A display of Suzuki's calligraphy against the Ghibli films he produced (Photo: Toshio Suzuki and Ghibli Exhibition)

Apart from Japanese calligraphy, Suzuki also welds the brush in English, so expect to see some handwritten English phrases around and even some of his sketches and notes on the Ghibli productions.

Fortune reading

In “Spirited Away”, Yubaba’s menacing appearance is second to none – except her twin sister, Zeniba, perhaps, whose identical visage is only softened by the audience’s knowledge of her kind heart and hospitality.

The fortune-telling witch sisters  (Photo: Toshio Suzuki and Ghibli Exhibition)
The fortune-telling witch sisters (Photo: Toshio Suzuki and Ghibli Exhibition)

The exhibition features a larger-than-life, fortune-telling Yubaba and Zeniba combo. While Yubaba tells your fortune outlook in general, Zeniba is focused on your love life. Look the intimidating sisters in the eye as you reach into their mouth for your fortune.

Hanging within each sisters’ cavernous mouth behind their pearly whites are tasseled tags which you can yank to tell your fortune (reminiscent of the ones Chihiro tugged to send for various bath concoctions.) Pulling a tag, Yubaba or Zeniba will deliver your fortune outlook with a number and a comment. Then, head to the wooden drawers in search of your matching fortune slip which fortunately, has English translations.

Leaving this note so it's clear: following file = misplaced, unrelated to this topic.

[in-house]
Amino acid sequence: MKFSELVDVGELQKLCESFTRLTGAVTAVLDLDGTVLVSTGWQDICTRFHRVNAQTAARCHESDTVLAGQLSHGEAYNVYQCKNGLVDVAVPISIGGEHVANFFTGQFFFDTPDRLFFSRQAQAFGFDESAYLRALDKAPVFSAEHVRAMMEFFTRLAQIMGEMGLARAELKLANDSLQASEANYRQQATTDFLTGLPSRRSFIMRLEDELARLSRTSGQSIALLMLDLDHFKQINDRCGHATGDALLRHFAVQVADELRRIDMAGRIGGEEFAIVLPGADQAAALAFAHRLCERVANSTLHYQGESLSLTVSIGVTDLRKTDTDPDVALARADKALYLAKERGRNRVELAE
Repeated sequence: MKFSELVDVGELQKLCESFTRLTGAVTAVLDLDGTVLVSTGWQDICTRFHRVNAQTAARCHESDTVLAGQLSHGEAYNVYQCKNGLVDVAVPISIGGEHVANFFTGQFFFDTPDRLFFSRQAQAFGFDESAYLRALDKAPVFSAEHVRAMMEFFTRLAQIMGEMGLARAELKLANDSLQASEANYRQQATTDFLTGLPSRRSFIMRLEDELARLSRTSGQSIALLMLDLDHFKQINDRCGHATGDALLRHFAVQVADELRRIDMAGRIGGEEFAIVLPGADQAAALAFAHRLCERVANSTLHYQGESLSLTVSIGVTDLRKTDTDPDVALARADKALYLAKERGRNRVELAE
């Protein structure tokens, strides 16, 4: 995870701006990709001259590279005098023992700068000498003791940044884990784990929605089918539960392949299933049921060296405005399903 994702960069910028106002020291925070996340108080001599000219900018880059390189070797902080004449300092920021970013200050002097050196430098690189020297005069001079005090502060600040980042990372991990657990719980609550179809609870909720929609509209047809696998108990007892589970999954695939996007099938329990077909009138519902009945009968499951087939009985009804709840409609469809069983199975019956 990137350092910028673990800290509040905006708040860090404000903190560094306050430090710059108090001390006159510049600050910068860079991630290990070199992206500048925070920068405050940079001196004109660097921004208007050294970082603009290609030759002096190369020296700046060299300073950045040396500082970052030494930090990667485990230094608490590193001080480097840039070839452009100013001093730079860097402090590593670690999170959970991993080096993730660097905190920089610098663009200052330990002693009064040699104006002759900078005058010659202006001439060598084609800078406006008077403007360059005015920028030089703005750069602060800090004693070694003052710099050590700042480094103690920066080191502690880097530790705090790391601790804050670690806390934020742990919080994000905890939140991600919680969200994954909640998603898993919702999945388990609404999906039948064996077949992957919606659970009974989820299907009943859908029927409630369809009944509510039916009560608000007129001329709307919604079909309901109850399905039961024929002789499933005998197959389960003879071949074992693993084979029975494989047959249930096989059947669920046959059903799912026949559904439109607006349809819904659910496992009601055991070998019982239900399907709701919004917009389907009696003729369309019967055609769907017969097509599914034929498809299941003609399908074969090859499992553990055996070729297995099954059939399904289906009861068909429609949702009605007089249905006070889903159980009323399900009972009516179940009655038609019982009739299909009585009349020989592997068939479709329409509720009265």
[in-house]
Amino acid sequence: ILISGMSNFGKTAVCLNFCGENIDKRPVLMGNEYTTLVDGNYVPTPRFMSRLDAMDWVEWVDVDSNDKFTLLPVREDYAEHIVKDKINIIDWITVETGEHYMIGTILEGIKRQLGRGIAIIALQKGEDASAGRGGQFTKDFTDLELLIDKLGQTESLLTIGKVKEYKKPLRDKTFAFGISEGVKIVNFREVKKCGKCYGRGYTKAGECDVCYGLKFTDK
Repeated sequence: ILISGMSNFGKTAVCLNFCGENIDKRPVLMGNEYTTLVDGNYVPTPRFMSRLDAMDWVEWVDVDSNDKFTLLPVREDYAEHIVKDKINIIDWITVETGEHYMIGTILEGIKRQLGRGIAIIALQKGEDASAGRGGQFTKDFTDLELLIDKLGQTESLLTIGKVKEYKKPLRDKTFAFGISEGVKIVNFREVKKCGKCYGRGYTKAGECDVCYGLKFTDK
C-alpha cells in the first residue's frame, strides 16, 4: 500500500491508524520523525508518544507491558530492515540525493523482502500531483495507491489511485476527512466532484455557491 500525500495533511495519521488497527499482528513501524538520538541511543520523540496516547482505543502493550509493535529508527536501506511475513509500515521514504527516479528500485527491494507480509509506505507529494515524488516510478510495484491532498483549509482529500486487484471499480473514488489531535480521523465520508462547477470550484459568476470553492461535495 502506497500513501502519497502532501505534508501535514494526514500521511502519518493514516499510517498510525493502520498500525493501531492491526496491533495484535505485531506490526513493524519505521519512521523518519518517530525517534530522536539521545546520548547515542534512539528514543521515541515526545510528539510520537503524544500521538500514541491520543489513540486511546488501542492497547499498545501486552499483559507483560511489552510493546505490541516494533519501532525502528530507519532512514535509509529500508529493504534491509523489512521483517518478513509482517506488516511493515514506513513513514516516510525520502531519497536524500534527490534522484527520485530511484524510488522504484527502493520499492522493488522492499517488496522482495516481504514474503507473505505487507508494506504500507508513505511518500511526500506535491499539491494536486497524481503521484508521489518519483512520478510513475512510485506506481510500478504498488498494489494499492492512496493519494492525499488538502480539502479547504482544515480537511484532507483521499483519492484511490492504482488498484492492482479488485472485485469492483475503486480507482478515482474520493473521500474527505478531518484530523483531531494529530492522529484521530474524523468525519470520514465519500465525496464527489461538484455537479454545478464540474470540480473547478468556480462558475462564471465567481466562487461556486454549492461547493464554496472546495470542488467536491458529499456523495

Themed food and souvenirs

Last but not least, what is an attraction in Japan without any special themed food onsite or the sale of omiyage?

Throughout the run of the exhibition, Masu Masu Cafe located on the first floor of the center will serve some Ghibli specials, namely the Soot Sprite matcha set (¥864), Haku’s onigiri set (¥864), and a Totoro-themed kakigori (shaved ice dessert, ¥648), with the last two items in limited quantities.

As for souvenirs, you can bring home a selection of charms, Japanese prayer tablets, t-shirts and the Yubaba kokeshi doll among numerous items.

Previously held in Hiroshima and Nagoya, the current edition of “Toshio Suzuki and Ghibli Exhibition” is a special collaboration with Kanda Myojin Shrine and will be shown in Nagasaki during July after the Tokyo leg finishes. If you miss this current exhibition during its Tokyo residence, don't forget the Ghibli Museum in Mitaka is always available to visit.

Fret not if you can't make it to this exhibition as there are multiple Ghibli-inspired spots around Japan where you can indulge in your favorite films!

Getting there

Edocco is a 5-minute walk away from JR Ochanomizu Station, Tokyo Metro Shin-Ochanomizu Station, and Tokyo Metro Suehirocho Station, or 7 minutes from Akihabara Station.

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Sarah Koh

Sarah Koh @sarah.koh

A Singaporean living in Tokyo, exploring Japan day by day. 

Join the discussion

Elena Lisina 2 months ago
Great exhibition! Thanks for sharing!
Elizabeth Scally 2 months ago
What a visually interesting way to display snippets of dialogue from the animated movies over images of the characters.

That’s smart that the fortune telling has English versions of the fortunes.